As your relationship with food and eating become more peaceful, you may find new ways to soothe your feelings, like going for a walk or talking to a friend. You may also decide that you want to eat certain things for comfort sometimes—and do so mindfully.
5. Your Cravings Might Change
When dieting, it might seem like the foods you crave most are the ones you aren’t allowed to have. But when you give yourself permission to freely enjoy anything, you get a truer sense of what you’re really craving.
You may be surprised to find out what you crave sometimes is vegetables. In fact, a 2021 study published in the Journal of Nutrition Education and Behavior found that non-dieters (people following the intuitive eating framework) ate about half a serving more produce a day than other adults.
“Dieting warps your cravings,” says Salhoobi. She’s noticed that people on low-carb diets tend to strongly crave the pasta and bagels they’ve been denying themselves. “When you remove restrictions, very often healthy cravings emerge,” she notes.
6. You May Gain Control
Dieting can fill you with guilt. On the flip side, quitting dieting often eases all the guilt and shame that comes with cheating on a restrictive plan. This can actually translate into a feeling of greater control when it comes to food. A 2019 study published in the journal Eating Behaviors found that feelings of guilt and shame around weight and food increased binge eating in college students.
“When people stop dieting, it can be a rollercoaster,” says Escobar. “In the beginning, many people don’t know what to do. And sometimes they’ll eat too many cookies just because their ‘allowed.’ But over time, this usually regulates and they feel much more in control around all kinds of food. Intuitive eaters often find themselves satisfied with less.”
7. Your Weight May Change
Contrary to their fears, many people find they actually lose weight over time as they leave restrictive diets in the past, according to Salhoobi. “When people come to me for intuitive eating, they slowly connect the dots on their own and weight loss starts happening. When we take the stress out of eating, it makes choosing healthier foods easier,” says Salhoobi.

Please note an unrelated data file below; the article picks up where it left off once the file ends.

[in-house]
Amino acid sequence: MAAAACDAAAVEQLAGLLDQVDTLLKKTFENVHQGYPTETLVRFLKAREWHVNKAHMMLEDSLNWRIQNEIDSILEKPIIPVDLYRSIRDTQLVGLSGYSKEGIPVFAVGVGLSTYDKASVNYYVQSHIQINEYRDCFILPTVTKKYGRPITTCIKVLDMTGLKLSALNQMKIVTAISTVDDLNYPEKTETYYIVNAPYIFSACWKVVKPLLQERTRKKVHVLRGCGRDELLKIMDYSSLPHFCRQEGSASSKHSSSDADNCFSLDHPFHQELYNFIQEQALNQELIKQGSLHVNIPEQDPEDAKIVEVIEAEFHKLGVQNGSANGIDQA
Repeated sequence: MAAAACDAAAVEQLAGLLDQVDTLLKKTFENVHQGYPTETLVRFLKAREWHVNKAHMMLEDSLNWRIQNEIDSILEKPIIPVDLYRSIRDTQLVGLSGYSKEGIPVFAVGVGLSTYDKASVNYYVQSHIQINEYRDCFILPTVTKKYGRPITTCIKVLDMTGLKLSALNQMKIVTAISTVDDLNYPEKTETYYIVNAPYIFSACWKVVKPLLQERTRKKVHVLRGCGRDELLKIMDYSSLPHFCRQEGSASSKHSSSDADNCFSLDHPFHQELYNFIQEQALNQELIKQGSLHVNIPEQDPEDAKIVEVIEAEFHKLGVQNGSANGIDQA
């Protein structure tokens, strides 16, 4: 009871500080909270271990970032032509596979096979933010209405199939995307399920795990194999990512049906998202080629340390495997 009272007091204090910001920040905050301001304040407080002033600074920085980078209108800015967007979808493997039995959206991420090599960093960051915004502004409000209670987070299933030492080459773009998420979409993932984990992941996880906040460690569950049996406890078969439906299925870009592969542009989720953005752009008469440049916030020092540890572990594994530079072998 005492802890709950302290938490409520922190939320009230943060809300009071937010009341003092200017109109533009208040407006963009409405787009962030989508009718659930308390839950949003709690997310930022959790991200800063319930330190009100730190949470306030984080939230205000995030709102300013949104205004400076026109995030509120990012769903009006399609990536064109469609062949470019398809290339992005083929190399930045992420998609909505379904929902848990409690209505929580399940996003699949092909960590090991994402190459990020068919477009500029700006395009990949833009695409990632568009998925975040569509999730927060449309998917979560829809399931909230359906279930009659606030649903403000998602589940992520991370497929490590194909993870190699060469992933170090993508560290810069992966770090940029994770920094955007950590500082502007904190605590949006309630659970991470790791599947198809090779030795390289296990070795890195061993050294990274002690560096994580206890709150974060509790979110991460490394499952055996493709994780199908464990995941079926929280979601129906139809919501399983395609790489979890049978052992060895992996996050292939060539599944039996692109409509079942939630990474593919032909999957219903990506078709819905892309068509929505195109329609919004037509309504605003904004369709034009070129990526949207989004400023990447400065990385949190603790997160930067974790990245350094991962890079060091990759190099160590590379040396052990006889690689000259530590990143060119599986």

Some people, especially those who have a long history of restrictive eating, may find they gain a bit, according to Escobar. And others find that their weight remains pretty much the same, but other things change for the better. “Sometimes people don’t lose weight with an intuitive eating approach, but they do have more energy, better mental health, or their blood glucose is better controlled,” says Escobar. She believes that’s because when you give up restrictive diets you end up eating a wider variety of foods and nourish yourself better.
8. You Might Ditch the Scale
There’s a widespread conflation of weight and health in popular culture and even in some doctor’s offices. Salhoobi would like to see the myth that weight loss automatically equals health busted once and for all. “You can get healthier at every size. You can have perfect blood work in a large body and health problems in a smaller body,” she says.
There’s not as much evidence as you might think that weight loss will itself will automatically make you healthy. One study published in the journal Social and Personality Psychology Compass looked at whether diets improved cholesterol, triglycerides, systolic and diastolic blood pressure, and fasting blood glucose and found only “minimal improvements” in these health outcomes.
You can, however, improve your health without losing weight. Focusing on other health metrics instead can be less stressful and more productive than worrying about a scale over which you have little control. Whether your goals are reversing prediabetes, lowering blood pressure, cutting cholesterol, or something else, there are positive steps you can take that have nothing to do with your weight.
9. Your Self-esteem May Get a Boost
One major upside of being an ex-dieter is that you’re likely to start feeling better about yourself. A 2019 meta-analysis of 97 previous studies published in the International Journal of Eating Disorders found that intuitive eating was associated with better body image, higher self-esteem, and greater feelings of overall well-being.
10. You May Inspire Others
When you quit diets, you can lead by example and show others in your life that there’s another way. “Quitting dieting will make you feel freer and it will touch the people around you. Your kids and grandkids see you modeling good eating behaviors,” says Escobar. “It is possible to choose healthy foods without any restrictions whatsoever.”